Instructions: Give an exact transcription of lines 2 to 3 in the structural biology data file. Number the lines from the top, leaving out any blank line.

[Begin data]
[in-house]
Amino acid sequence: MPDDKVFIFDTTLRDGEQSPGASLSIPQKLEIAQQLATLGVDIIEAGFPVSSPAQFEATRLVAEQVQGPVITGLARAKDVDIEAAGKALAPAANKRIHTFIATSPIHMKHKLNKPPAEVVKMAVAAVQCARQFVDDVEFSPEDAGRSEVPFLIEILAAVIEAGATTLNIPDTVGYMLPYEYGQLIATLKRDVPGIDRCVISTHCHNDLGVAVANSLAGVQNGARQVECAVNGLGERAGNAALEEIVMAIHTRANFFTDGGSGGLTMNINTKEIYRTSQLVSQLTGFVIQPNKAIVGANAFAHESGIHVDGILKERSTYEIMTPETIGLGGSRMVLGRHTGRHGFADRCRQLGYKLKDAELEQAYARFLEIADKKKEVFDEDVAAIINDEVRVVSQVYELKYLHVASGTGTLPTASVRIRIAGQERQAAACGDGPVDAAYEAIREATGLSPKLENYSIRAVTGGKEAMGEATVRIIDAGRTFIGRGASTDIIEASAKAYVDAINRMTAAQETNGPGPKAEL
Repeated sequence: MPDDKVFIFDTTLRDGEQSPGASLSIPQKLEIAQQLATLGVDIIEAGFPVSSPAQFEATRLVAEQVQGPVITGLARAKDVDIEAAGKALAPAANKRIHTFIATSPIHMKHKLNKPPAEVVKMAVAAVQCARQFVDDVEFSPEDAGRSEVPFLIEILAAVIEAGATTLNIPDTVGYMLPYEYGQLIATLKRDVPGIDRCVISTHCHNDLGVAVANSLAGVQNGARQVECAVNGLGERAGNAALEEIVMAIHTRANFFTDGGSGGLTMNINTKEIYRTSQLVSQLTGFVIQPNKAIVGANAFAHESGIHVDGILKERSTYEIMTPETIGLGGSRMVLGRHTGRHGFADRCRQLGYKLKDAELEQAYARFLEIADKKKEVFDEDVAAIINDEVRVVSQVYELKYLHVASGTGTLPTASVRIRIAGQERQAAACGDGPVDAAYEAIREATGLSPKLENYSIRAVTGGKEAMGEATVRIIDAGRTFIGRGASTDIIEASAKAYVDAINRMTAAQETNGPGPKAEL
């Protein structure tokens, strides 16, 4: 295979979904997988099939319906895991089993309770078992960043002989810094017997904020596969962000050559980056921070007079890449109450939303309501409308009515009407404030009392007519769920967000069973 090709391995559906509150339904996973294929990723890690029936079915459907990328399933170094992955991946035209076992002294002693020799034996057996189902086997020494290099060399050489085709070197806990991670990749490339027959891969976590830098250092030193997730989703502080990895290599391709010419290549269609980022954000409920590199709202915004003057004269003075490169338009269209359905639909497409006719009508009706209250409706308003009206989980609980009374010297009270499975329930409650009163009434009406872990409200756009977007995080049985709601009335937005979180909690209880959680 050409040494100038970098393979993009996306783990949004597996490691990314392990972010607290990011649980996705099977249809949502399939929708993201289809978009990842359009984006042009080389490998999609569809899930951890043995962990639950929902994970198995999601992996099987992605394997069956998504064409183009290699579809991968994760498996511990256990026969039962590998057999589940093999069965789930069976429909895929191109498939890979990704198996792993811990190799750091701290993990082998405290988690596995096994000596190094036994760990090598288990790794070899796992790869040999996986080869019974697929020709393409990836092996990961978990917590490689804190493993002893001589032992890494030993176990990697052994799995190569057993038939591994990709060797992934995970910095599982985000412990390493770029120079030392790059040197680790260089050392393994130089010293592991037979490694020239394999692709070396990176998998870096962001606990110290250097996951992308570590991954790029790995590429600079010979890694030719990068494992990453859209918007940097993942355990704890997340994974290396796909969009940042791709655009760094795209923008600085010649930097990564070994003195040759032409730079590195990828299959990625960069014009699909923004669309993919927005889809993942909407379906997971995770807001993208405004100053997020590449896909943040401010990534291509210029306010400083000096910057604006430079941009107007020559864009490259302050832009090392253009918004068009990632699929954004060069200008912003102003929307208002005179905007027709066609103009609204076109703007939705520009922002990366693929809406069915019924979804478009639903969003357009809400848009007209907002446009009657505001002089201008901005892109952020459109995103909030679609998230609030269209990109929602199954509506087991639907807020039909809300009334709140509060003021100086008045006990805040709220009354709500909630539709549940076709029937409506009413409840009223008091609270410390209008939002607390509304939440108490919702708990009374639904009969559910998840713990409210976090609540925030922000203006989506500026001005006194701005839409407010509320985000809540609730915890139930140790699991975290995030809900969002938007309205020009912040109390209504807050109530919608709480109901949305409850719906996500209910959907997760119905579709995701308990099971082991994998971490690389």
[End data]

Amino acid sequence: MPDDKVFIFDTTLRDGEQSPGASLSIPQKLEIAQQLATLGVDIIEAGFPVSSPAQFEATRLVAEQVQGPVITGLARAKDVDIEAAGKALAPAANKRIHTFIATSPIHMKHKLNKPPAEVVKMAVAAVQCARQFVDDVEFSPEDAGRSEVPFLIEILAAVIEAGATTLNIPDTVGYMLPYEYGQLIATLKRDVPGIDRCVISTHCHNDLGVAVANSLAGVQNGARQVECAVNGLGERAGNAALEEIVMAIHTRANFFTDGGSGGLTMNINTKEIYRTSQLVSQLTGFVIQPNKAIVGANAFAHESGIHVDGILKERSTYEIMTPETIGLGGSRMVLGRHTGRHGFADRCRQLGYKLKDAELEQAYARFLEIADKKKEVFDEDVAAIINDEVRVVSQVYELKYLHVASGTGTLPTASVRIRIAGQERQAAACGDGPVDAAYEAIREATGLSPKLENYSIRAVTGGKEAMGEATVRIIDAGRTFIGRGASTDIIEASAKAYVDAINRMTAAQETNGPGPKAEL
Repeated sequence: MPDDKVFIFDTTLRDGEQSPGASLSIPQKLEIAQQLATLGVDIIEAGFPVSSPAQFEATRLVAEQVQGPVITGLARAKDVDIEAAGKALAPAANKRIHTFIATSPIHMKHKLNKPPAEVVKMAVAAVQCARQFVDDVEFSPEDAGRSEVPFLIEILAAVIEAGATTLNIPDTVGYMLPYEYGQLIATLKRDVPGIDRCVISTHCHNDLGVAVANSLAGVQNGARQVECAVNGLGERAGNAALEEIVMAIHTRANFFTDGGSGGLTMNINTKEIYRTSQLVSQLTGFVIQPNKAIVGANAFAHESGIHVDGILKERSTYEIMTPETIGLGGSRMVLGRHTGRHGFADRCRQLGYKLKDAELEQAYARFLEIADKKKEVFDEDVAAIINDEVRVVSQVYELKYLHVASGTGTLPTASVRIRIAGQERQAAACGDGPVDAAYEAIREATGLSPKLENYSIRAVTGGKEAMGEATVRIIDAGRTFIGRGASTDIIEASAKAYVDAINRMTAAQETNGPGPKAEL